Javier Aguirre was sitting at home when they called, reading, studying, listening to classical music and indulging the love of his life: not football, although he was watching plenty of that too, but baseball. Mostly he was just getting in the way and his wife had had enough. It had been almost a year: he had been out of work since Real Zaragoza sacked him in December 2011. It was November 2012: time to get back to work. Espanyol were on the phone, they were desperate and they were in trouble. Bottom of the table and heading for relegation, with just nine points from 13 games, they'd picked up two measly wins in three months. Could you help?
Could I?! Looking at the table then was depressing; looking at the table now is different. In third place: FC Barcelona. In second: Real Madrid. And top of the table: RCD Espanyol. Now, that's not the actual table, of course, but it is the form guide and the actual table doesn't look bad either. Over the last six games, Espanyol have won five and drawn one: no one in Spain can match that record. Since Aguirre took over, they have lost just once in 11, winning six of their last eight, and on Sunday night they defeated Real Betis 1-0. It was their fifth consecutive victory at home and it took them, bottom when he arrived, 11 points clear of the relegation zone and six from Europe.
It is a familiar path: when Aguirre took over Zaragoza they were bottom, five points from safety, and they survived. At Osasuna he took them to their first ever Champions League place and he took Atlético Madrid there too. "Insatiable!" cheered the headline in Marca. Espanyol's website called them "unstoppable." Safety draws closer.
Javier Aguirre didn't want to be a footballer, you know. Nicknamed El vasco because his parents crossed the ocean from the Basque country in the 1950s, he was brought up in Mexico City. A fan of the Oakland Athletics, he told El País that he wanted to play baseball but he wasn't good enough. "I didn't [have the talent] for football, either," he added, "but I was better at conning them." As a player, he describes himself as "mediocre, a hacker ... I did the dirty work. I talked to the referee and threatened opponents", and jokes that there is no footage of him from Mexico's goals at the 1986 World Cup – although it was his touch that laid on that volley from Negrete - but that there is footage of him on the bench talking to the coach Bora Milutinovic.
It feels appropriate somehow; a manager from the start. A player close to his coach, a coach close to his players.
Sunday night's goal was scored by Sergio García. It was his fourth of the season; all of them have come since Aguirre arrived and put him back in the centre-forward position – a role Aguirre insisted was García's natural position but one he had not occupied since he was at Zaragoza – with Christian Stuani moved wider and Joan Verdú, as ever, at the heart of their creativity, behind the striker.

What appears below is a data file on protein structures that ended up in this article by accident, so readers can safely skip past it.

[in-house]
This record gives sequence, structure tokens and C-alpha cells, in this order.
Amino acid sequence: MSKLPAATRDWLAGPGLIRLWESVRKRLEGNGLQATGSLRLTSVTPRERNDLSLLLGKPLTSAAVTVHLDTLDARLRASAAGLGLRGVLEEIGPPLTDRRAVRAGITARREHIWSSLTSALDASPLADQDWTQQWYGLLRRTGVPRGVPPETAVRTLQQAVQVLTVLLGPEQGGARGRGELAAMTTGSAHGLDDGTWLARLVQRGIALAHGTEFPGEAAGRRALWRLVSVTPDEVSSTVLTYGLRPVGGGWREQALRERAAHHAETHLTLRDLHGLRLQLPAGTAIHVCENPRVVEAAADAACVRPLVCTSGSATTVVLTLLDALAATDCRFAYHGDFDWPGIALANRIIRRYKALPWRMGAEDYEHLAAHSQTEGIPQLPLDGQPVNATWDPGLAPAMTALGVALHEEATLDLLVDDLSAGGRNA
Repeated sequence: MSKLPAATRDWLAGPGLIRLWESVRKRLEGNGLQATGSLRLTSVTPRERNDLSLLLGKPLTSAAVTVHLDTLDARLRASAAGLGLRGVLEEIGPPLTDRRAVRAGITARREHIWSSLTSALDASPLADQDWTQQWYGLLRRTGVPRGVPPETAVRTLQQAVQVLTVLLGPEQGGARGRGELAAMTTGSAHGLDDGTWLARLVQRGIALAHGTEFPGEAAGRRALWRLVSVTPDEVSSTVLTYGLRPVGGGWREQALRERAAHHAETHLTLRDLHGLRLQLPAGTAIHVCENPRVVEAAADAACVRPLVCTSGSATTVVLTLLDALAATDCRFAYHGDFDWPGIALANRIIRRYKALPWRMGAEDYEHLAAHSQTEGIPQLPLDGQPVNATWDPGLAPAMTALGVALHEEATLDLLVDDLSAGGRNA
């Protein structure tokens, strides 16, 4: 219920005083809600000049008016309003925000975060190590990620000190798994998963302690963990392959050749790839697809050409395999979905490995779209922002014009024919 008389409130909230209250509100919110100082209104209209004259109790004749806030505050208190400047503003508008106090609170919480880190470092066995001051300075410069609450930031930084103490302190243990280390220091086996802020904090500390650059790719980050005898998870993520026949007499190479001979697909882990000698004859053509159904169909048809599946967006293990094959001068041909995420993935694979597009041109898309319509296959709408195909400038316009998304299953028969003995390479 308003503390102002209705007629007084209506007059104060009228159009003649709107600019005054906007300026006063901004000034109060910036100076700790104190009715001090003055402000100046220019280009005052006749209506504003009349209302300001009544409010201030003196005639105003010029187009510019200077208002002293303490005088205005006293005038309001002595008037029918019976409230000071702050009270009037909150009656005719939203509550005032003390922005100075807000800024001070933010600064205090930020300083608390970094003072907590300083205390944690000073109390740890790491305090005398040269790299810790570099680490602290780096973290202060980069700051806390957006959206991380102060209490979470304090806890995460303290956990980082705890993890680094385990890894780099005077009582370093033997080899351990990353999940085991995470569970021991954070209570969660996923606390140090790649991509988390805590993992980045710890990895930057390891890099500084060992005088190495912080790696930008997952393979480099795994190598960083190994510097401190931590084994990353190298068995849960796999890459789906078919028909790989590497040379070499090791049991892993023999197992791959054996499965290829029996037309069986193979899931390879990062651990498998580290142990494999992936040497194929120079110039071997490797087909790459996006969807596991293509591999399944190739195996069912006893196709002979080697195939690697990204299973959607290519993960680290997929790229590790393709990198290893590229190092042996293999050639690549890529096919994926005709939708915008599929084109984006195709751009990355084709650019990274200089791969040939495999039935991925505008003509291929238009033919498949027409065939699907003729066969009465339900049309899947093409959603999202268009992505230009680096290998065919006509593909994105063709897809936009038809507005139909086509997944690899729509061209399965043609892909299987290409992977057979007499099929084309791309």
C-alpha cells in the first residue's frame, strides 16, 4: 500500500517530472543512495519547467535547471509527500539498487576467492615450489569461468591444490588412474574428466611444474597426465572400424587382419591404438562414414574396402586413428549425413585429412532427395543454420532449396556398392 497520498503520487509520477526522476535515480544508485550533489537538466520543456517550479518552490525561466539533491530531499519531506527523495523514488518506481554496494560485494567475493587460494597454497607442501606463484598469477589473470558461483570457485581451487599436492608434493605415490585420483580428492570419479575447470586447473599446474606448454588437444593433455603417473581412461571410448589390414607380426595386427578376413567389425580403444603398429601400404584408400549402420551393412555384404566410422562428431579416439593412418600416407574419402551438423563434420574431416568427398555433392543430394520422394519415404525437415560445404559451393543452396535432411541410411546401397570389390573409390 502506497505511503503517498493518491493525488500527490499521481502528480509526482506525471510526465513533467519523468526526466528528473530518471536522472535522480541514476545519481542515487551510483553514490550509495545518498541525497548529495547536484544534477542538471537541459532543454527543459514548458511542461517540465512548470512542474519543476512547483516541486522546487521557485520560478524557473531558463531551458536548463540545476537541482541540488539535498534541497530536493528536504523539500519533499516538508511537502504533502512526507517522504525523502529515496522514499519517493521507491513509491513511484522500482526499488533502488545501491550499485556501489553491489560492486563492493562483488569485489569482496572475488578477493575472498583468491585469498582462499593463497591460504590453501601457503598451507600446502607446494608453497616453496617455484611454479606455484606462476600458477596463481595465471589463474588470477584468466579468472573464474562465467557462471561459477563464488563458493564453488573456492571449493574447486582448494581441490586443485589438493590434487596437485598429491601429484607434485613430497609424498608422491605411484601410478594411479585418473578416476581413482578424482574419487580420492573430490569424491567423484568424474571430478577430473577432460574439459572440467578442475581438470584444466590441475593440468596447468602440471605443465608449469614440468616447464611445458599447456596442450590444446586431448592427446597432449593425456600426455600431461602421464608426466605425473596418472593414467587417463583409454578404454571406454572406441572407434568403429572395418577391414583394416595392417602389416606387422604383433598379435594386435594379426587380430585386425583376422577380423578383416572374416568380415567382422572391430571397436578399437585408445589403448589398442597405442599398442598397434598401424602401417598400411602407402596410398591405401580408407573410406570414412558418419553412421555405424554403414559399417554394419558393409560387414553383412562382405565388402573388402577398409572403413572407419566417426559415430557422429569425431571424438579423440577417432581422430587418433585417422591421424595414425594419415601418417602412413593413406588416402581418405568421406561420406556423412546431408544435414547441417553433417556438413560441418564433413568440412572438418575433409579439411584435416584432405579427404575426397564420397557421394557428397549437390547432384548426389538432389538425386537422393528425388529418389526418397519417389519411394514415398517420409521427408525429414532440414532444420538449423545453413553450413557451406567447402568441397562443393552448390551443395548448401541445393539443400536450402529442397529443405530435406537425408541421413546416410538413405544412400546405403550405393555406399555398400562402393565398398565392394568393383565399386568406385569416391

Joan Capdevila has been returned to the team. Kiko Casilla has kept his apparently temporary place in goal after Cristián Alvarez returned from injury. And last night Raúl Rodríguez was moved into midfield. That worked, too.
When Aguirre arrived, among the first things he told his players was that he wanted them to be brave but that he didn't want them to take any risks they didn't feel happy taking: if needs be, go long. They dropped a little deeper but sought to pressure to get the ball back quickly. Swift transitions were fundamental – and it is there that García's mobility has proven so vital.
They have not exactly dominated games – Aguirre noted that, with the exception of last week's 4-0 win at Bilbao, they have "suffered" every week – but they have become tough, aggressive and focused. And bit by bit, they're developing; playing more with each passing week. He demanded greater intensity from his team, repeating a discourse he has used before: for most players, 88 of the 90 minutes are spent without the ball but those minutes matter even more; that was where he really judged players. On the runs they made, the support they offered, the positions they occupied, the concentration they showed.
And that has been vital: the difference is as much about emotion as tactics. Aguirre called for communication and he has communicated. Some players felt that they had little voice under Mauricio Pochettino; Aguirre, by contrast, has invited them to speak and has listened. Especially to the older players: men who may not, at first glance, produce as much on the pitch but who can lead others. Simão Sabrosa, Capdevila and Diego Colotto have all been handed more important roles than under Pochettino. They feel like protagonists again.